Scientists at the National Museums of Kenya, in collaboration with researchers from the University of Utah, Stony Brook University, the University of Colorado at Boulder and the Turkana Basin Institute, are now certain that a 2.3 million-year-old human relative nicknamed ‘Nutcracker Man’ never actually ate nuts despite possessing big, flat molar teeth and a powerful jaw.

Paranthropus boisei, discovered by Mary and Louis Leakey in 1959 at Olduvai Gorge in Tanzania, instead fed on grass.

In a study published in the online edition of the journal Proceedings of the National Academy of Sciences, it has now been revealed that Nutcracker Man lived on grasses and sedges. This new discovery puts to question earlier claims of what could have constituted the diet of early man.

The study further suggests that Paranthropus boisei may have been competing with grazers such as the ancestors of present-day Zebras, Suids (ancestors of pigs and Warthogs) and hippos.

The study found that Nutcracker Man fed heavily on the C4 group of plants such as grasses more than any other early human or human relative studied to date with the exception of a species of grass-eating baboon that is now extinct.

Scientists study the ratios of Carbon isotopes in tooth enamel to reveal the plant diets of ancient animals. These isotopes are based on the two types of photosynthesis (C3 and C4) which occur in plants.

Trees, including the leaves, nuts and fruits produce shrubs, cool-season grasses, herbs and forbs make use of C3 photosynthesis. Plants such as warm-season or tropical grasses and sedges, on the other hand, use C4 photosynthesis (ScienceDaily, May 3, 2011)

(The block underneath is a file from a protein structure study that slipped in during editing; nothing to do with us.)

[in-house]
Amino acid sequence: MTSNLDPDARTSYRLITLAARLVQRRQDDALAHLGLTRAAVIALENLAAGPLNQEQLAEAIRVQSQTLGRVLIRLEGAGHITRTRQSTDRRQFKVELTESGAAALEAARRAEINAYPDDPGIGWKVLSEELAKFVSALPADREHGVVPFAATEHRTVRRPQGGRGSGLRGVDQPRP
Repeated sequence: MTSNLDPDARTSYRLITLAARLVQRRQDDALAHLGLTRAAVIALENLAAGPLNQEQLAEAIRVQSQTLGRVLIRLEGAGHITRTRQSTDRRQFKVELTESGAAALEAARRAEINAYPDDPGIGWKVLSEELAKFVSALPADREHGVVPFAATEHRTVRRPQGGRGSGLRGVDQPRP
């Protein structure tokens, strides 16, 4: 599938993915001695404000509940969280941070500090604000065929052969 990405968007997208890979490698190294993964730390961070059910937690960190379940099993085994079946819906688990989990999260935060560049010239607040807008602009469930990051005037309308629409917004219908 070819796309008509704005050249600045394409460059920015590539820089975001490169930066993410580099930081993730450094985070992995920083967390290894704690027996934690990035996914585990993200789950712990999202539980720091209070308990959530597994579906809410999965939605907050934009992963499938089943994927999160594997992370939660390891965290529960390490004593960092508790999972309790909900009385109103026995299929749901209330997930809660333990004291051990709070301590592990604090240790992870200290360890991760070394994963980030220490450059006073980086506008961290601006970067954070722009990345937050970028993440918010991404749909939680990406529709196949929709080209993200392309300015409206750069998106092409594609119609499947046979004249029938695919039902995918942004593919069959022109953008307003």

When the researchers studied 24 teeth obtained from 22 individuals, they found that 77% of Paranthropus boisei’s diet consisted of C4 plants such as grasses. The teeth further revealed that ‘Grass Eater Man’, as he is now called, lived in semi-arid savannah with woodlands along rivers or lakes.

Paranthropus boisei’s fossils revealed the species that lived in East Africa (including Kenya and Ethiopia) from 2.3 million to 1.2 million years ago. The short creatures had big, flat premolars and molars; thick tooth enamel; muscle-attachment surfaces for large chewing muscles; and powerful jaws. It is these characteristics that earned Paranthropus boisei the nickname Nutcracker Man – a name coined by South Africa’s paleoanthropologist and a close friend of the Leakeys, Phillip Tobias.

This new discovery changes half a century of scientific evidence which will cause the world to re-examine the whole theory of how our dietary patterns have evolved over time.